RESOLUTION the corridors of Time...
by p a pearson

I was thinking the other day about a place called Newgrange, located in the present day County of Meath on the east coast of Ireland. The Megalithic Passage Tomb at Newgrange was built about 3200 BC, making it older than Britain’s more famous Stonehenge, and is best known for the illumination of its passage and chamber by the winter solstice sun.

I find it interesting that, in all the intellectual wisdom of our modern times, we can say without question when the Newgrange structure was built and what materials were originally used. We can judge with mathematical precision that the builders certainly had a good understanding of astronomy because of their exact placement of the stones. But we somehow still cannot explain why it was built, nor what exactly people of that time 5,000 years ago were thinking when they ceremoniously awaited – perhaps without actually knowing why – for the sun to cross a certain passage within that mysterious circle of stone, for a dramatic 17 minutes, when a shaft of sunlight shone through the roof over the entrance to light up the chamber, signaling the celebration of Light in the rebirth of the Sun into a new solar year.

I wonder if, 50 centuries from now, anyone will know why we -- at the dawn of the 21st century A.D. -- stare for hours, from sometimes thousands of miles away, at a multicolored sphere of light, just to watch it slowly drop within dramatic 60 seconds from a tower of steel and glass, marking the beginning of each new year. We live in exciting times, this dawning of a new age in technology and communication. A flight to the moon takes just a few days; a journey across oceans, mere hours. Messages from anywhere in the world can be sent and received in a matter of minutes; the flick of a button could destroy it all in seconds. We live in a 24/7 X-box world, where buff is tough and thin is in. We multitask our every-day lives making deals on the telephone while driving our children across high-speed freeways from daycare to drive-through dinners. We live in a world where the words “I need a vacation” are met with laughter and disregard; in a time when time itself is a most valuable commodity.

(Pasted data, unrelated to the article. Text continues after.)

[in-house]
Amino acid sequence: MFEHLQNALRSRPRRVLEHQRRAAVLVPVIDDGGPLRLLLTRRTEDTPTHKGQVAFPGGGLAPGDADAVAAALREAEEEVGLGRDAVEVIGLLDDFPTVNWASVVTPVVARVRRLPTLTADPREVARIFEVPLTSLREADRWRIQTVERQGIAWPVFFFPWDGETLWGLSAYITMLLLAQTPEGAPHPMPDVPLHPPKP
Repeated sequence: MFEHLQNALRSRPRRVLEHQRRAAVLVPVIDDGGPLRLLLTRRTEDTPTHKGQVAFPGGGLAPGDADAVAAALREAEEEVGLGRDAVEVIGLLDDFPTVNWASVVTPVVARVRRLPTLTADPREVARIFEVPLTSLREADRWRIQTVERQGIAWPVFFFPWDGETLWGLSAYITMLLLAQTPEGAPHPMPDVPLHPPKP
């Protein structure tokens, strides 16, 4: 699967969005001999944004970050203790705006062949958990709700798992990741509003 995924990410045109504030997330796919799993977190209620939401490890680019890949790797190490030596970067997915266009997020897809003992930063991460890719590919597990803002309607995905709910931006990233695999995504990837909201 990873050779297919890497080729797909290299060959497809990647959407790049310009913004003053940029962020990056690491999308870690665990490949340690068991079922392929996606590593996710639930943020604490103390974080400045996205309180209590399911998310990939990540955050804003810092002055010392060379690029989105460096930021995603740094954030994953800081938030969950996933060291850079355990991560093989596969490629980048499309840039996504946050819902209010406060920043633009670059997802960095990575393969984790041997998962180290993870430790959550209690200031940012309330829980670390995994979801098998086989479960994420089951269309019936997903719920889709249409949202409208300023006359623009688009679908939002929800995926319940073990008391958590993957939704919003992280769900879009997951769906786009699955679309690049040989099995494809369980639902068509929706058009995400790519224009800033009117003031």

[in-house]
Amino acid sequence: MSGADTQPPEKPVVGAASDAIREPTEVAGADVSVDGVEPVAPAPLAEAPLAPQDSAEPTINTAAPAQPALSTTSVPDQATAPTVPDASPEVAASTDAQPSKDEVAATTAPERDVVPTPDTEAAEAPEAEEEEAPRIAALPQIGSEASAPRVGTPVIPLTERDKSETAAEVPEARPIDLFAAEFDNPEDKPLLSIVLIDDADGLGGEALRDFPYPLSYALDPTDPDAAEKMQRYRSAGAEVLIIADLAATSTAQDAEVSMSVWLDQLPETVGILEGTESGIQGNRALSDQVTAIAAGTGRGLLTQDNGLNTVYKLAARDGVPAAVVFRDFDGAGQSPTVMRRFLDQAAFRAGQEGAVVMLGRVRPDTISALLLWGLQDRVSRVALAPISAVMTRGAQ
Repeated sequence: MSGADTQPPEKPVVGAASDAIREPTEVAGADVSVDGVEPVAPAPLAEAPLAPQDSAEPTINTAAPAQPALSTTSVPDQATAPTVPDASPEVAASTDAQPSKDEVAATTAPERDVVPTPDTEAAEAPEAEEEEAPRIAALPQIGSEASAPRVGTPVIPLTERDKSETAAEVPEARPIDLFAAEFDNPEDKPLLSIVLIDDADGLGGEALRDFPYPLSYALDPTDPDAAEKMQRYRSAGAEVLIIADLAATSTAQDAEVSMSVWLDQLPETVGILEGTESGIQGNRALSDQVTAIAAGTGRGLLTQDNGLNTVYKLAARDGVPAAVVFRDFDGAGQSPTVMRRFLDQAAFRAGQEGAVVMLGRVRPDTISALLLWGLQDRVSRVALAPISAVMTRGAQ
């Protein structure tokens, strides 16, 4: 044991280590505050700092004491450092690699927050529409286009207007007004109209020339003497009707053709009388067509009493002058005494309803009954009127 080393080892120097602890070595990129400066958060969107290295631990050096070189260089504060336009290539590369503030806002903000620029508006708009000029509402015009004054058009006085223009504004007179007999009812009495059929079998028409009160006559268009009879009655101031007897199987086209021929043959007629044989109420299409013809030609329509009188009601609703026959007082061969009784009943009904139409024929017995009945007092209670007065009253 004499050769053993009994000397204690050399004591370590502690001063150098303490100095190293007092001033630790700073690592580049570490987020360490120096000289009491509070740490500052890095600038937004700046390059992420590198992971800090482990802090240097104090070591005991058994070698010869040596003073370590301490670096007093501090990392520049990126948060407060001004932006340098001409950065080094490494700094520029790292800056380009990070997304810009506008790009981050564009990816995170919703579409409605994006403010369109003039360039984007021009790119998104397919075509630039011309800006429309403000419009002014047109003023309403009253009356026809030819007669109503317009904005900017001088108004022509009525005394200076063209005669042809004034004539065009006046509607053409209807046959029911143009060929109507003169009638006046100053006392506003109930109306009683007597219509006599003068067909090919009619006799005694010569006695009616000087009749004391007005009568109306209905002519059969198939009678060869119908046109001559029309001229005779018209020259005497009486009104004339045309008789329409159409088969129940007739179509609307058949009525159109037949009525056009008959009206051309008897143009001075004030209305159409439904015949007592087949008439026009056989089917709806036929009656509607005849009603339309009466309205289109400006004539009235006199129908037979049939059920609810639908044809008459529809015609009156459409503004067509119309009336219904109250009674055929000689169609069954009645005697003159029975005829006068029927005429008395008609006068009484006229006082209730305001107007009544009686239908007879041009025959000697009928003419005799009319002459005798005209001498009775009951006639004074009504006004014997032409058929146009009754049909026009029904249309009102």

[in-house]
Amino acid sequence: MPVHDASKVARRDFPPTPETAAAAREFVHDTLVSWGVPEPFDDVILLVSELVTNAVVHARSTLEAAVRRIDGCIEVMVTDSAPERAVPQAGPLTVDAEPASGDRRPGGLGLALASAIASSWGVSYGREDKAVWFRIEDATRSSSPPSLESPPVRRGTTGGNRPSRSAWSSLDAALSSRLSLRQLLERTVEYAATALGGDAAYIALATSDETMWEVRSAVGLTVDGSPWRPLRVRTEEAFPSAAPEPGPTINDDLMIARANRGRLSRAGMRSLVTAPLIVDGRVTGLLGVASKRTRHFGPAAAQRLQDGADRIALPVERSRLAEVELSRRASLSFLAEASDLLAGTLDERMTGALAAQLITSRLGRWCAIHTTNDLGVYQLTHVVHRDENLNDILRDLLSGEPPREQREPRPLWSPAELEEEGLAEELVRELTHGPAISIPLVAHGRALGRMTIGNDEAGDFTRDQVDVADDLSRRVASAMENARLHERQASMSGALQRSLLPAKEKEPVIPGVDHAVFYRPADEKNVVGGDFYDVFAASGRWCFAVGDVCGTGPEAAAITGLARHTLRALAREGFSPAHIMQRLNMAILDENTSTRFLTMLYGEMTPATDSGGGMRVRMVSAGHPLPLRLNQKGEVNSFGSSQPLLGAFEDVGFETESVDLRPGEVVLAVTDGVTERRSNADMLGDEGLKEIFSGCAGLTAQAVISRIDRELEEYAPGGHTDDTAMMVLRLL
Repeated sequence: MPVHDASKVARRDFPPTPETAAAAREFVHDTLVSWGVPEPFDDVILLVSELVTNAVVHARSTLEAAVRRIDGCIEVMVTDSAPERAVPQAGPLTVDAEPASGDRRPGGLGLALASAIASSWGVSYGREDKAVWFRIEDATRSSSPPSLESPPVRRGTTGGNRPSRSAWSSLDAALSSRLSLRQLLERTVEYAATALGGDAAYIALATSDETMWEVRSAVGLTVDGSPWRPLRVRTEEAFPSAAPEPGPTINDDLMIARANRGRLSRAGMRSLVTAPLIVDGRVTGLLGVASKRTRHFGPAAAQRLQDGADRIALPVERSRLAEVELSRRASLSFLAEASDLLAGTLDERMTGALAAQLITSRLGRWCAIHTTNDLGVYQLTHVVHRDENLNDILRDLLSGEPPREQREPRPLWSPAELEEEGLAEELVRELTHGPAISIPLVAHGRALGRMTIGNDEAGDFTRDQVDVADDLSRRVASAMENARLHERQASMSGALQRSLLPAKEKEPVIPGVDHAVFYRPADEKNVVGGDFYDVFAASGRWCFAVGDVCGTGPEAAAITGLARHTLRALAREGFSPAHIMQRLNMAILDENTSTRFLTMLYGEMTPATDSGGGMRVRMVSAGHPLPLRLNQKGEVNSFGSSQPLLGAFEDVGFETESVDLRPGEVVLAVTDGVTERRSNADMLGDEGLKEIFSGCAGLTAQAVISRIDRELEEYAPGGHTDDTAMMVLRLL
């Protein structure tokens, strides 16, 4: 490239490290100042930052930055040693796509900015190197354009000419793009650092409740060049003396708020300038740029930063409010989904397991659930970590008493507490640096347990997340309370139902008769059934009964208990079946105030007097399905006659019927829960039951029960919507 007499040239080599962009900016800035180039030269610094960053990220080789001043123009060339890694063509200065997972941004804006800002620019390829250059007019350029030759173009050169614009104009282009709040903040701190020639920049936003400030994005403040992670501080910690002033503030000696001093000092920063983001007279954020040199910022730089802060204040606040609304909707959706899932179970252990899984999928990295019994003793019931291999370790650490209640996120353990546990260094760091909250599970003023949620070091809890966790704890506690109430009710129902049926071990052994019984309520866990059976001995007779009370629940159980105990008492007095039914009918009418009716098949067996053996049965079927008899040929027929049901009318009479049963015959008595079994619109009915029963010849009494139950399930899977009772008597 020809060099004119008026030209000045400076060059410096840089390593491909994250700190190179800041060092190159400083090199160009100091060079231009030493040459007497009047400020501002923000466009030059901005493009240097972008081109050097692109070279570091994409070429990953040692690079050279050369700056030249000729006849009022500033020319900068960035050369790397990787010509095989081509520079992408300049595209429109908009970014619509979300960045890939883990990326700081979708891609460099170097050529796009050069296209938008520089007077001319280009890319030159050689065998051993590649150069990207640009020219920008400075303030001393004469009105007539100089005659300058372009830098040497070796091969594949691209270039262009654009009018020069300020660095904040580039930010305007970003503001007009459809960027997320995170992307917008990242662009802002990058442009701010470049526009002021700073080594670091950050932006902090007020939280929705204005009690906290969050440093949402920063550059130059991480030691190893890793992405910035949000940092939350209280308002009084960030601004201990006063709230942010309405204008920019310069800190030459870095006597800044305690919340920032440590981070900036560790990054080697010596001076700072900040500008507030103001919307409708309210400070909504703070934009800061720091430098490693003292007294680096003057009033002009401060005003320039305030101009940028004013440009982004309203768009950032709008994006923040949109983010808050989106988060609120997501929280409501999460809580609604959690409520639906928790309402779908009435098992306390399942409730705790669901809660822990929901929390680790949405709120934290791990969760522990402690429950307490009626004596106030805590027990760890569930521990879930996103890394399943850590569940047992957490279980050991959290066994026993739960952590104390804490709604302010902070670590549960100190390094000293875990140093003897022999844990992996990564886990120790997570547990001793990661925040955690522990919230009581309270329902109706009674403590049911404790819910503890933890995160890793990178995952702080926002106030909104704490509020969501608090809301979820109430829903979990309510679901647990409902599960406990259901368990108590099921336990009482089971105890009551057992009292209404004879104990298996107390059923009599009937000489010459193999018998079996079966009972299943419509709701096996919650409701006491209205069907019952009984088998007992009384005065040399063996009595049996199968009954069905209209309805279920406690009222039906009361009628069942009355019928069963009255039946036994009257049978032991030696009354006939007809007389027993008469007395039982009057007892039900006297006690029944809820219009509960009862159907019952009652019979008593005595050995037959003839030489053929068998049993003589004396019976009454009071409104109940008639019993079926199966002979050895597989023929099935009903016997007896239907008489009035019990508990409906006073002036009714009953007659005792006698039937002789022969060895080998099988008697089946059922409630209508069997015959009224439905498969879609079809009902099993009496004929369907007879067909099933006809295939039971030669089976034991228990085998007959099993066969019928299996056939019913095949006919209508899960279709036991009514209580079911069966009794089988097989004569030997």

Yet in thinking of those Neolithic kindred spirits of humankind from so long ago, I wonder how much civilization really has changed in the centuries of time between our time and theirs. We may use cell phones instead of smoke signals, but we still have the urge to communicate with our neighbors. Instead of physically hunting for our food, we do quite avidly stalk the grocery ads for the best bargains. Instead of using sticks and sharpened stones to bring down our prey, we courageously capture our sustenance in wheeled carts of steel and purchase it with small cards made of plastic. The start button on the microwave has replaced lighting fire with flint rock. The storytellers can now be called filmmakers. The runners taking news from village to village are now instead known as media. Will those who live 5,000 years from now think we are really so different than those 5,000 years before?

The common thread, I think, is felt mostly when the seasons change to shorter days and longer nights. The air turns cooler as the northwesterly breeze spins into chaos a colorful kaleidoscope of falling leaves, inevitably landing in doorways that open to a landscape of dying summer. It is as though we are tied within the braided circle of life, regardless of our own place on the yardstick of time, to this annual time to reflect on what has been good (and bad); a time to bring together for appraisal all we have acquired (and all we have lost); a time to gather humanity around us in warmth and generosity (again); a time to face the future with a renewed sense of hope (still).